Sweewater County Faces Significant Decreases in Estimated Mineral Valuations

Sweewater County Faces Significant Decreases in Estimated Mineral Valuations

Sweetwater County Assessor Dave Divis gave an update on the estimated tax year 2021 valuations during Tuesday's Sweetwater County Commissioner meeting.

SWEETWATER COUNTY — During the Sweetwater County Commissioner meeting Tuesday morning, Sweetwater County Assessor Dave Divis gave a presentation on the estimates for tax year 2021 valuations.

According to his estimates, Sweetwater County should prepare for about a $6 million decrease in property tax valuation to go toward the 12 mill, which funds the core county government as well as all the county’s component units.

When starting his presentation, he reminded the commissioners that “estimates are just that; estimates”, and he is going off of six months of data for his estimate valuations.

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The Wyoming Department of Revenue’s Mineral Tax Division provides the mineral severance tax information to the county assessors, and those values are used for the estimates, Divis explained.

The timeline for tax valuations works out so that there is a three-month delay between the mineral production and when the tax bills are sent out. This means Divis is working off of the values from January to June 2020 to make estimates for the remainder of the year. In January, Divis will receive the numbers for July through September, and this will allow him to make more accurate estimates.

When determining the estimates for the rest of 2020, Divis took the values for the first six months of the year and multiplied them by two. He also said he took a 20 percent reduction for “locally assessed” properties, which includes homes and industrial sites.

He said it is important to note he is not saying the housing market is down 20 percent, but is rather doing the reduction to account for struggling industrial sites amid the COVID-19 Coronavirus pandemic.

“COVID was a major factor in their production and capability,” Divis said of local industrial sites.

Divis hopes the 20 percent reduction in locally assessed properties will be a conservative reduction, and that the actual values will come back better than that.

“Plan for the worst, hope for the best,” Divis said.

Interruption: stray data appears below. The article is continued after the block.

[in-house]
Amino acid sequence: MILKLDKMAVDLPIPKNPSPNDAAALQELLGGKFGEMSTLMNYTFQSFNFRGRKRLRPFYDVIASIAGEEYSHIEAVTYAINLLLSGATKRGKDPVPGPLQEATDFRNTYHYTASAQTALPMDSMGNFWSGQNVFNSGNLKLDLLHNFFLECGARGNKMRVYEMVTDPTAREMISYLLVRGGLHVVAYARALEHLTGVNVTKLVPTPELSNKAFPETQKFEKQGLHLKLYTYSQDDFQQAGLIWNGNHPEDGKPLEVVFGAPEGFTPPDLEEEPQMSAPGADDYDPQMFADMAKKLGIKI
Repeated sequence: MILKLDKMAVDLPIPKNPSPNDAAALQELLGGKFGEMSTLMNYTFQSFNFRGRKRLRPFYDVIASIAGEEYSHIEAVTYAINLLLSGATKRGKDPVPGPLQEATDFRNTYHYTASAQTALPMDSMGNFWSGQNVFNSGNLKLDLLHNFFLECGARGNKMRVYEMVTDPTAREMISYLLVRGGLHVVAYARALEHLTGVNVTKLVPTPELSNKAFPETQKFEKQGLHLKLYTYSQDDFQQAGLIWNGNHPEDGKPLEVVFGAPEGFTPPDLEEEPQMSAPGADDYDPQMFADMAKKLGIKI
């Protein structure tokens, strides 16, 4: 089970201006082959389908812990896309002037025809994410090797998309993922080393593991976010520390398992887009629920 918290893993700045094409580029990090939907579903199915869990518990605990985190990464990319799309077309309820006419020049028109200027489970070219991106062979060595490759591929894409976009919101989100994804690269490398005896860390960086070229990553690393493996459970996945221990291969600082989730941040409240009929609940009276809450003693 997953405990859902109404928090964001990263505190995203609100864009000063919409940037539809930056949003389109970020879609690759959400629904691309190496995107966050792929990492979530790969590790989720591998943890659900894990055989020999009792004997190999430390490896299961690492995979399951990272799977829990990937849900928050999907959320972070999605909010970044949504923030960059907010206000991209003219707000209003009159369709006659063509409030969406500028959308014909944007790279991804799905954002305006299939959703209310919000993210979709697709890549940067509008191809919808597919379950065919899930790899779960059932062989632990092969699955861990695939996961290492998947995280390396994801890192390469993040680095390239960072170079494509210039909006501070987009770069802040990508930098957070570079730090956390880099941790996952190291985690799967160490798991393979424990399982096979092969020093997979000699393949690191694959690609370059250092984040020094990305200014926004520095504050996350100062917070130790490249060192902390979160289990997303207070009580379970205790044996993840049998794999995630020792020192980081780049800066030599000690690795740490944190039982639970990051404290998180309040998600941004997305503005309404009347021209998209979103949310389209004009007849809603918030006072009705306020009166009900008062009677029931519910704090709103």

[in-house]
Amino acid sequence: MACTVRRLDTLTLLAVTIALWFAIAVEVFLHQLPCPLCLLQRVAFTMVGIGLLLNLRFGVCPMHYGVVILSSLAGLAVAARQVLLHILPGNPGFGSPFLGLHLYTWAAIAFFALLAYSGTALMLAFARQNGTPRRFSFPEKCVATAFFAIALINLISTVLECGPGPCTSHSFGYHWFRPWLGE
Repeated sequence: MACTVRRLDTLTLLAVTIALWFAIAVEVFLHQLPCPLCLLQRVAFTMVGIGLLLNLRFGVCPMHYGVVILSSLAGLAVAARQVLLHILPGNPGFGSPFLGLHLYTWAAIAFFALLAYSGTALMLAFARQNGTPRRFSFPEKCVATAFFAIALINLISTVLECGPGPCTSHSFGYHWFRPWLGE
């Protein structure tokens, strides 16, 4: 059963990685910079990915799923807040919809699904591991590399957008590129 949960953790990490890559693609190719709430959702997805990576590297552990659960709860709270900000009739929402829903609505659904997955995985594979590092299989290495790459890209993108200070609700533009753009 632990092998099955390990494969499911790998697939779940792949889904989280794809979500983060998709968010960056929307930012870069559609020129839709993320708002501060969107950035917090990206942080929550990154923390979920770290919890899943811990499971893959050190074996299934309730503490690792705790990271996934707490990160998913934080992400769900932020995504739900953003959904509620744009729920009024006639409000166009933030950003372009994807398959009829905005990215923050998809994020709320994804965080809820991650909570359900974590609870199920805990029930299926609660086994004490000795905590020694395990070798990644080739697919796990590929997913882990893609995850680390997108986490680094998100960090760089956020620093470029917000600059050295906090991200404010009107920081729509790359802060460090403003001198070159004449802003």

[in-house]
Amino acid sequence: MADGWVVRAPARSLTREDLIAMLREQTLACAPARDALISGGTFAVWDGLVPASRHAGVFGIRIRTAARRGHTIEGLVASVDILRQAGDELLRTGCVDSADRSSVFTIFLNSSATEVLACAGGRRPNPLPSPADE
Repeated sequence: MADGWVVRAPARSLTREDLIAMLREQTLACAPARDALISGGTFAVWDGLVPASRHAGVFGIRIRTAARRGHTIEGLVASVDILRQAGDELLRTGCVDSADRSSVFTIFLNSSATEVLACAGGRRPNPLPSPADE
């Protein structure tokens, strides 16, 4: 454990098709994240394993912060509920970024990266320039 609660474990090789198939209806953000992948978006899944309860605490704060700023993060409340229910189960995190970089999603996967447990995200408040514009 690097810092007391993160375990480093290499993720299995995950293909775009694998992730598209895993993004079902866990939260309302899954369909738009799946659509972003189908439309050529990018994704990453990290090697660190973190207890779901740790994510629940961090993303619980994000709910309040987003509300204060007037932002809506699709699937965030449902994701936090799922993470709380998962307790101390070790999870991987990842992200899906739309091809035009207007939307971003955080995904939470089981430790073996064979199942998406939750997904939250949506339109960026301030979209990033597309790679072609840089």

Decreased Mineral Valuation Presents Concerns

However, though trying to remain optimistic, Divis said in just six years, valuation has decreased by $1 billion.

“That’s a significant number,” he said. “When the minerals go down, the values go down with it.”

Though gas valuation was “off the charts” in 2015, according to Divis, it took a big drop in 2016 and has yet to recover. However, what stands out to Divis as a major concern in the decrease in trona, which up until recent valuations was “untouchable”.

This graph shows how mineral valuations have changed, and ultimately decresed, since 2015. Trona, in the brown color, has remained steady since 2015 but is now facing a decline in valuation.

In the past years, trona production by itself garnered a valuation of $500 million. This year’s valuation is down to $380 million. He said in discussions with trona industry leaders early on in the COVID-19 pandemic, they were reporting that it would take six to eight quarters for them to recover in production.

This is a concern, because the majority of the county’s total valuation comes specifically from mineral valuation.

This graph shows how mineral values effect total valuation. When the mineral values go down, so does the total valuation.

The revenue breakdown for the 2021 budget general fund shows that of the $35 million that comes from revenue, $20.5 million comes from property taxes. Divis said, however, those dollars are just “numbers on paper”.

“I’m very concerned with bankruptcies that are coming from these [industry] companies. I don’t know that every dollar bill is going to be collected,” Divis said.

This chart shows how much of the revenue goes toward the 2021 general fund budget comes from property taxes (the dark orange color) compared to other taxes and sources.

Effect on the Budget

In tax year 2020, the county had a valuation of $2.3 billion, which when multiplied by the 12 mills, came out to be $28 million that was able to be allocated to the general fund and the county’s component units.

The current estimates for tax year 2021, with six months of data, shows a valuation of $1.8 billion, allowing $22 million to fund the county’s general fund and component units.

Divis said this is a concern because in this year’s budget session, the commissioners had a shortfall of $10 million when balancing the budget. The commissioners had to use cash carryover and reserves to balance the budget. If the estimates for tax year 2021 are accurate, that would make the shortfall $16 million.

Divis added he does not expect these tax valuations to have a quick turn around. He said if the valuations stay even from 2021 to the next year, he would consider that “a win”.

“I’m not expecting a quick turn around by any means,” Divis said. “We’re going to be in this mode, this valuation, this budget cycle, these conditions, I think, for at least two to three years.”

The commissioners agreed they do not expect the valuations to improve quickly, and therefore need to be proactive when drafting the budget this coming year.

“As a board, we really have our work cut out for us,” Commissioner Roy Lloyd said.

Lloyd suggested the commissioners look at ways they can be more efficient, look to form partnerships, and explore all avenues throughout the budget process. Chairman Randy “Doc” Wendling agreed, saying everyone will have to prioritize costs to absolute necessities for operations.

“Ride for the brand,” Wendling said. “And the brand is Sweetwater County.”